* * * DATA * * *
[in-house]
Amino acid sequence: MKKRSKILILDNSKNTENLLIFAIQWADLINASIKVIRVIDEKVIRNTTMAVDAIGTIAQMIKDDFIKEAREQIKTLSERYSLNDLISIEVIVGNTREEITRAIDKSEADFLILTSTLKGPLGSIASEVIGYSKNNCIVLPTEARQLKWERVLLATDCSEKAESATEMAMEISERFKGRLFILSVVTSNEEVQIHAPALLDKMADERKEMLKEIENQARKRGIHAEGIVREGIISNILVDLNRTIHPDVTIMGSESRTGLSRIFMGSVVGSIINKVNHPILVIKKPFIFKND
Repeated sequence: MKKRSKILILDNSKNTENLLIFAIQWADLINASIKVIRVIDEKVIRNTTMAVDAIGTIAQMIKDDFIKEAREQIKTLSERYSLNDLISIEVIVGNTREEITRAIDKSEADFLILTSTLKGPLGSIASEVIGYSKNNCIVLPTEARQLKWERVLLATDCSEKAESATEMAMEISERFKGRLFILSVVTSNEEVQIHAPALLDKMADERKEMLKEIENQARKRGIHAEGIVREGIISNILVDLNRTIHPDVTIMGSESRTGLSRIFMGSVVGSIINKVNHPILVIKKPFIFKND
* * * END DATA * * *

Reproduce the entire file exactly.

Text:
[in-house]
Amino acid sequence: MKKRSKILILDNSKNTENLLIFAIQWADLINASIKVIRVIDEKVIRNTTMAVDAIGTIAQMIKDDFIKEAREQIKTLSERYSLNDLISIEVIVGNTREEITRAIDKSEADFLILTSTLKGPLGSIASEVIGYSKNNCIVLPTEARQLKWERVLLATDCSEKAESATEMAMEISERFKGRLFILSVVTSNEEVQIHAPALLDKMADERKEMLKEIENQARKRGIHAEGIVREGIISNILVDLNRTIHPDVTIMGSESRTGLSRIFMGSVVGSIINKVNHPILVIKKPFIFKND
Repeated sequence: MKKRSKILILDNSKNTENLLIFAIQWADLINASIKVIRVIDEKVIRNTTMAVDAIGTIAQMIKDDFIKEAREQIKTLSERYSLNDLISIEVIVGNTREEITRAIDKSEADFLILTSTLKGPLGSIASEVIGYSKNNCIVLPTEARQLKWERVLLATDCSEKAESATEMAMEISERFKGRLFILSVVTSNEEVQIHAPALLDKMADERKEMLKEIENQARKRGIHAEGIVREGIISNILVDLNRTIHPDVTIMGSESRTGLSRIFMGSVVGSIINKVNHPILVIKKPFIFKND